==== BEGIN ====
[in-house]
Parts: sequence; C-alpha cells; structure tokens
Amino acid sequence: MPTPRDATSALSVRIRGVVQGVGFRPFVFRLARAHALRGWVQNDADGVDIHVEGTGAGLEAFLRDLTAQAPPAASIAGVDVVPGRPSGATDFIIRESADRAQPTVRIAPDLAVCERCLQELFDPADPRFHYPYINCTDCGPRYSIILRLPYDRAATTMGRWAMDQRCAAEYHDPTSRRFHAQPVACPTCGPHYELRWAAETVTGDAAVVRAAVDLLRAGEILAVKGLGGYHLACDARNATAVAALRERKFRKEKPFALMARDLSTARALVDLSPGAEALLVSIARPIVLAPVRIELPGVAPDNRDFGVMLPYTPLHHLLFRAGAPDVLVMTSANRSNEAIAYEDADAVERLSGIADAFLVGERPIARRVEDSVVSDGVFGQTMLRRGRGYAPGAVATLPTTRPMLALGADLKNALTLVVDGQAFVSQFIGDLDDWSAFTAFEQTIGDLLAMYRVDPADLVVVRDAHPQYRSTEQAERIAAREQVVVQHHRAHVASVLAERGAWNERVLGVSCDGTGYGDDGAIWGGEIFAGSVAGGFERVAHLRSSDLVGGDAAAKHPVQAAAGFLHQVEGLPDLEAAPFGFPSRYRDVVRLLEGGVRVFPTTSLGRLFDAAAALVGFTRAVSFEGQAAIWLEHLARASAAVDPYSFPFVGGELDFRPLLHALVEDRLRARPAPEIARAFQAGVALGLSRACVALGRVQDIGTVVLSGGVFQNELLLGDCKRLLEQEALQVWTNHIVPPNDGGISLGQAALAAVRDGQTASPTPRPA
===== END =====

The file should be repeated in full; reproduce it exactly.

[in-house]
Parts: sequence; C-alpha cells; structure tokens
Amino acid sequence: MPTPRDATSALSVRIRGVVQGVGFRPFVFRLARAHALRGWVQNDADGVDIHVEGTGAGLEAFLRDLTAQAPPAASIAGVDVVPGRPSGATDFIIRESADRAQPTVRIAPDLAVCERCLQELFDPADPRFHYPYINCTDCGPRYSIILRLPYDRAATTMGRWAMDQRCAAEYHDPTSRRFHAQPVACPTCGPHYELRWAAETVTGDAAVVRAAVDLLRAGEILAVKGLGGYHLACDARNATAVAALRERKFRKEKPFALMARDLSTARALVDLSPGAEALLVSIARPIVLAPVRIELPGVAPDNRDFGVMLPYTPLHHLLFRAGAPDVLVMTSANRSNEAIAYEDADAVERLSGIADAFLVGERPIARRVEDSVVSDGVFGQTMLRRGRGYAPGAVATLPTTRPMLALGADLKNALTLVVDGQAFVSQFIGDLDDWSAFTAFEQTIGDLLAMYRVDPADLVVVRDAHPQYRSTEQAERIAAREQVVVQHHRAHVASVLAERGAWNERVLGVSCDGTGYGDDGAIWGGEIFAGSVAGGFERVAHLRSSDLVGGDAAAKHPVQAAAGFLHQVEGLPDLEAAPFGFPSRYRDVVRLLEGGVRVFPTTSLGRLFDAAAALVGFTRAVSFEGQAAIWLEHLARASAAVDPYSFPFVGGELDFRPLLHALVEDRLRARPAPEIARAFQAGVALGLSRACVALGRVQDIGTVVLSGGVFQNELLLGDCKRLLEQEALQVWTNHIVPPNDGGISLGQAALAAVRDGQTASPTPRPA